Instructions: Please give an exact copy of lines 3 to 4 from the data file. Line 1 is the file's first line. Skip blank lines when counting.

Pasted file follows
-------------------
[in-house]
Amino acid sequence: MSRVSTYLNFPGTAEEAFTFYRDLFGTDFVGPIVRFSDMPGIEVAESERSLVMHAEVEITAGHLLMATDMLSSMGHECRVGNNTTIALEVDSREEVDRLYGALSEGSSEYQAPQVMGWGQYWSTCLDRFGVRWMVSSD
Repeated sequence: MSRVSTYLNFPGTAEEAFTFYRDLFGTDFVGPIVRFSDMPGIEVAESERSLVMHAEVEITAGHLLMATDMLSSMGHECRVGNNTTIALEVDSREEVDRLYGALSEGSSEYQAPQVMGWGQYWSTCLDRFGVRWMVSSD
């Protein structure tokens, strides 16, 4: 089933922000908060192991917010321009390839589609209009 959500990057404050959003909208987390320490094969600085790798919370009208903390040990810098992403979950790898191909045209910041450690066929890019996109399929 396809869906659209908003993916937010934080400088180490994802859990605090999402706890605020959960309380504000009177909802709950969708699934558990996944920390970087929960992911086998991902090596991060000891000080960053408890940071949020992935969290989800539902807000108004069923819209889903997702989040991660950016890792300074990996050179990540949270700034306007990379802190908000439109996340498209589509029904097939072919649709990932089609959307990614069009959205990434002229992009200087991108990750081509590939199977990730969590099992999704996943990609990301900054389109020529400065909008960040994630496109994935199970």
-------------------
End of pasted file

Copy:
Repeated sequence: MSRVSTYLNFPGTAEEAFTFYRDLFGTDFVGPIVRFSDMPGIEVAESERSLVMHAEVEITAGHLLMATDMLSSMGHECRVGNNTTIALEVDSREEVDRLYGALSEGSSEYQAPQVMGWGQYWSTCLDRFGVRWMVSSD
């Protein structure tokens, strides 16, 4: 089933922000908060192991917010321009390839589609209009 959500990057404050959003909208987390320490094969600085790798919370009208903390040990810098992403979950790898191909045209910041450690066929890019996109399929 396809869906659209908003993916937010934080400088180490994802859990605090999402706890605020959960309380504000009177909802709950969708699934558990996944920390970087929960992911086998991902090596991060000891000080960053408890940071949020992935969290989800539902807000108004069923819209889903997702989040991660950016890792300074990996050179990540949270700034306007990379802190908000439109996340498209589509029904097939072919649709990932089609959307990614069009959205990434002229992009200087991108990750081509590939199977990730969590099992999704996943990609990301900054389109020529400065909008960040994630496109994935199970």